Thursday, September 7, 2017

7:45pm Thursday: Hurricane Irma Forecast Sequence of Events

Here is a rough sequence of events for south Florida if
Irma takes the path that we AccuWeather meteorologists are forecasting.


Please see the updated information here

The purpose of description is to help you visualize what is likely to occur and help to explain why you do not want to be in Irma's path when it does. 
A "spaghetti" plot of various models' forecast path of Irma.
For illustration purposes only, actual forecast below. 
The Turn

The first thing we need to worry about is when Irma makes a turn to the north after days of moving toward the west northwest. As meteorologist Pam Knox put it on Facebook this morning, "Meteorologists waiting for The Turn is like being on the Titanic and seeing the iceberg in the distance." If the turn occurs early, the damage will be less because of the worst of Irma's effects missing south Florida. A later turn and it could be a catastrophe. 


The Forecast Path

The latest forecast from the National Hurricane Center has been nudged a bit west and it essentially agrees with AccuWeather's. 
National Hurricane Center's forecast for Irma. M=major hurricane.
Pink = hurricane watch. Red = hurricane warning.
AccuWeather's forecast with wind categories included. 
Both forecasts are essentially the same worst case scenario for south Florida. They form the basis for my outline below.

Saturday
Assume you are on Miami Beach. The winds will begin to freshen from the east throughout the day, increasing in the afternoon. By evening, winds will be from the east gusting to 60 mph with seas rising both along the beach and the Intracoastal.

Saturday Night
Winds will rapidly increase from the east. By sunrise, winds will be gusting over 100 mph. In the spaces between tall buildings, there could be gusts above 120 mph!  Winds and waves may reach 10 ft above sea level by sunrise. High tide is 11:08pm which will complicate forecasting the water height.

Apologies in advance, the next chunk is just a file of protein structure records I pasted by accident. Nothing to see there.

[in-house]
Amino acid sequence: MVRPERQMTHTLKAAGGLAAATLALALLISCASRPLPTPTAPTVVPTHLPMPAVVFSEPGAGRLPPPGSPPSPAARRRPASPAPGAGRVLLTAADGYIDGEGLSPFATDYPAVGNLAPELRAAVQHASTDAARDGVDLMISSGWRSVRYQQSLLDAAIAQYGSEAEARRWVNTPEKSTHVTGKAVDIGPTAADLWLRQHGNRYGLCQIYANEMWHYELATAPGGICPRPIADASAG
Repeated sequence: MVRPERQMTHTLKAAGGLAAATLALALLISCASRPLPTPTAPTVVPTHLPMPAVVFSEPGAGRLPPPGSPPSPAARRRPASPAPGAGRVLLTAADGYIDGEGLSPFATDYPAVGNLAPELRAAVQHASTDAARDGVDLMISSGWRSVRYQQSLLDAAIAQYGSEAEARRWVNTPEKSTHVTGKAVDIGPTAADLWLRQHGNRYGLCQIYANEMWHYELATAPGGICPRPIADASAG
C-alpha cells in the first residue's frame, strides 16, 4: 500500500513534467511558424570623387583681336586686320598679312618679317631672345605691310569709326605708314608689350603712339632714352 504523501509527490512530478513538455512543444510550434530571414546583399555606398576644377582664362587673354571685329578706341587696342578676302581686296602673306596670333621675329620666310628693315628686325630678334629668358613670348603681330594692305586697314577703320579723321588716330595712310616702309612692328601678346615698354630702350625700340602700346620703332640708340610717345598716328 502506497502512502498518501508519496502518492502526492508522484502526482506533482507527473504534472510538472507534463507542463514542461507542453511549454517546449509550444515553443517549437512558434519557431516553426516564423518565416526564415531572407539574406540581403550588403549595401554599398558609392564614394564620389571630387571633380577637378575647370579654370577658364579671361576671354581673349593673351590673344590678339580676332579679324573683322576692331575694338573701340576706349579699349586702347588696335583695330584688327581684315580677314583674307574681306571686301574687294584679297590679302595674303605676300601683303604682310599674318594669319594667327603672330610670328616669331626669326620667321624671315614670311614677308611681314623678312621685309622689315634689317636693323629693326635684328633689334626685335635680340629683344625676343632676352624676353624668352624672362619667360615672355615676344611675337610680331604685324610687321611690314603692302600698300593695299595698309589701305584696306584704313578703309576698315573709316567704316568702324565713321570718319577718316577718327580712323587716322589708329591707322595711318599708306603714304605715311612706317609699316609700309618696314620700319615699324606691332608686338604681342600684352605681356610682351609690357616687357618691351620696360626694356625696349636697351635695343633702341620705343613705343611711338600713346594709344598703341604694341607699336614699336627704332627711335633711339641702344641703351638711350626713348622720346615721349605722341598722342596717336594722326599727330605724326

The winds around sunrise should look something like the beginning of this video taken earlier along Irma's path. You do not want to be there!

Sunday During the Day
This is what a storm surge looks like. You do not want to be there when it occurs!

The winds will gradually back from the east to the south. Gusts to 150 mph are possible. While no two are exactly alike, the storm surge may produce damage something like Hurricane Ike's on the Bolivar Peninsula.

click to enlarge
The storm surge, which has the potential to produce waves to 20'+, could be devastating. 

The storm is forecast to move more or less north along I-95 and affect Ft. Lauderdale and West Palm Beach in a manner somewhat similar to Miami except for slightly diminishing wind speeds with time.

Power will be knocked out and debris will clutter roadways. Tall buildings may shed hazardous debris. 

This is as best as I can help you picture what is likely to occur in south Florida along the just east of the path of the eye of Irma.

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